-2

The question is: "Which phrase is more preferable and correct: 'value out of range' or 'value is out of range' " in context of technical documentation, specifications and technical description.
I've encountered both of them, but for now I don't know which is more ideal and universal for all contexts. Thanks

5
  • @RomanPerekhrest: If you cannot delete your post yourself, there usually is a good reason for this. You cannot delete your own post as it has an upvoted answer, which would be lost. Deletion should happen with closed questions that have no value to future visitiors (does not apply here) or in exceptional cases, e.g., if you accidentally revealed private information or posted copyrighted content. See also this Meta question.
    – Wrzlprmft
    Jan 31, 2016 at 10:41
  • If you don't want further downvotes you should edit the question to add some context.
    – Hot Licks
    Jan 31, 2016 at 14:49
  • I have regretted that I left my question here. I'm the question owner and I just want to delete it. Jan 31, 2016 at 17:05
  • 1
    You cannot delete it because someone has taken the trouble to answer it and has gained upvotes for that answer. Also, "ownership" is moot: you have irrevocably licensed your content to Stack Exchange Inc (see Term 3 of the Terms of Service). Vandalism of licensed content is not allowed.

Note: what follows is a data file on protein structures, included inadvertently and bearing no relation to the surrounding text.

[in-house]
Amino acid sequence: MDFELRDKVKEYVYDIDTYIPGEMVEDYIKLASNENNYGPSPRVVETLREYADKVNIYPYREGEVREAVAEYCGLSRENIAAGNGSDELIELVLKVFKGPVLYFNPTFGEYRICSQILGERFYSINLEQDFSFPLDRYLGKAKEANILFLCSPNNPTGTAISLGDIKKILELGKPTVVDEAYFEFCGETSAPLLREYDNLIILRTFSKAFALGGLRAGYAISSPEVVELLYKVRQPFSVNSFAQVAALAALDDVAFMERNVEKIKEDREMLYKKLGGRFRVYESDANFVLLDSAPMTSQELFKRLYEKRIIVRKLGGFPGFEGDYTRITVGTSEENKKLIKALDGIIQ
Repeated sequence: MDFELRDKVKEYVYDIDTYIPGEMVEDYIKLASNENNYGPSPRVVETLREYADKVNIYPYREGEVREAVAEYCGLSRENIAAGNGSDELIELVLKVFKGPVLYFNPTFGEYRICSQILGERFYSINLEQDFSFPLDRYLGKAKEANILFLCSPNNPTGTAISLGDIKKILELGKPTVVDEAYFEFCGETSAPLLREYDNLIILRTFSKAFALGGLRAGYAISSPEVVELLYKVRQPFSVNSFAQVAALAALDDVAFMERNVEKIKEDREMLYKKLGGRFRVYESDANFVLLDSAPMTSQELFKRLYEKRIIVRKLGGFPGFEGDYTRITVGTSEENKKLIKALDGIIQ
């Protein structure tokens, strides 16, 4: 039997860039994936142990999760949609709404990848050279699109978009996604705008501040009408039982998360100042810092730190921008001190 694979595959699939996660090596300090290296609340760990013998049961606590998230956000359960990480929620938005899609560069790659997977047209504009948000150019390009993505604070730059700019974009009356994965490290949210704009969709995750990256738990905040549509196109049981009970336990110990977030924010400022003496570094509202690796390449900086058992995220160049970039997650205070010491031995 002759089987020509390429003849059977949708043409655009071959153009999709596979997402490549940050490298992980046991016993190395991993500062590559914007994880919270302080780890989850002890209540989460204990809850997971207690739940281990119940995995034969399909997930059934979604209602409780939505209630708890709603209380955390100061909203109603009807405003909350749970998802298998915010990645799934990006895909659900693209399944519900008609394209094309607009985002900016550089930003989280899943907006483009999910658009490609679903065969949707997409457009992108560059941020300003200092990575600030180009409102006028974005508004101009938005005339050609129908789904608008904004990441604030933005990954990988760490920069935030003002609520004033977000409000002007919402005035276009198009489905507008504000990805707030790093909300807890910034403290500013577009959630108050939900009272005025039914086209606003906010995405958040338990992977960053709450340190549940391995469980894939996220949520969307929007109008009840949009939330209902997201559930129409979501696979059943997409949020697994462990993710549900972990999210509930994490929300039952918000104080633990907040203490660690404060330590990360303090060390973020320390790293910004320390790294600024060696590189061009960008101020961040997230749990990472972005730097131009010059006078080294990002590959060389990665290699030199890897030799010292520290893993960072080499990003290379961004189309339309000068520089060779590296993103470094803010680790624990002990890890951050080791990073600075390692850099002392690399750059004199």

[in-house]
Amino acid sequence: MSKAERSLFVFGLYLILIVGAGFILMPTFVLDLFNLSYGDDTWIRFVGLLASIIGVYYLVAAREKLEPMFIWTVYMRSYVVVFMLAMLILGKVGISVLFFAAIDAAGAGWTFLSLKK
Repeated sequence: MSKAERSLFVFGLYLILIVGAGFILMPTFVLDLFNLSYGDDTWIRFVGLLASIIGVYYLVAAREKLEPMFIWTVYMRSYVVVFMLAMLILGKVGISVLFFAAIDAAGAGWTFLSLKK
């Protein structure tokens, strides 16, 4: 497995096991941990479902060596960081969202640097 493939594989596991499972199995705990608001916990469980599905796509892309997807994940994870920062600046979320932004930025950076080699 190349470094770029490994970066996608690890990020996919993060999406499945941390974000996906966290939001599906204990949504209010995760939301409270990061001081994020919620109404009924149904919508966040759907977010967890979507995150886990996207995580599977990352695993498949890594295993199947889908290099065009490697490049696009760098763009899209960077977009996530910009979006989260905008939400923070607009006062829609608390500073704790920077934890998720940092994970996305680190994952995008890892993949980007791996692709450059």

– Andrew Leach
    Feb 1, 2016 at 10:38
  • My advice would be to ask the question of the people who are likely to see the message. They will be the true test case for you, and they're the ones you should have a vested interest in ensuring they understand what you mean. Also, sometimes less is more where these error messages are concerned. Try to keep it simple, with the option to gather more details about the error if necessary.
    – Tim Ward
    Feb 1, 2016 at 15:18

1 Answer 1

4

[Edit: removed my response to an error in the question, since corrected]

Whether you use "is" or not is a question of style: error messages (which is what I assume this is) often use an abbreviated syntax that leaves out words like "is", so "Value out of range" is a normal error message. If you want to make it into a full sentence, you really need to add in the article (which again would be omitted in many error messages): "The value is out of range".

2
  • Thanks, Colin. And the last moment: Are intended phrases "equivalent" in more "extensive" sentences, like: "The error occurred. Column 'name' value out of range when fetching result rowset" ? Jan 13, 2016 at 10:12
  • I don't quite understand your question, @RomanPerekhrest; but if you start with a full sentence with article "The error occurred", it would be odd not to continue with full sentences with articles.
    – Colin Fine
    Jan 13, 2016 at 10:19

Your Answer

By clicking “Post Your Answer”, you agree to our terms of service, privacy policy and cookie policy

Not the answer you're looking for? Browse other questions tagged or ask your own question.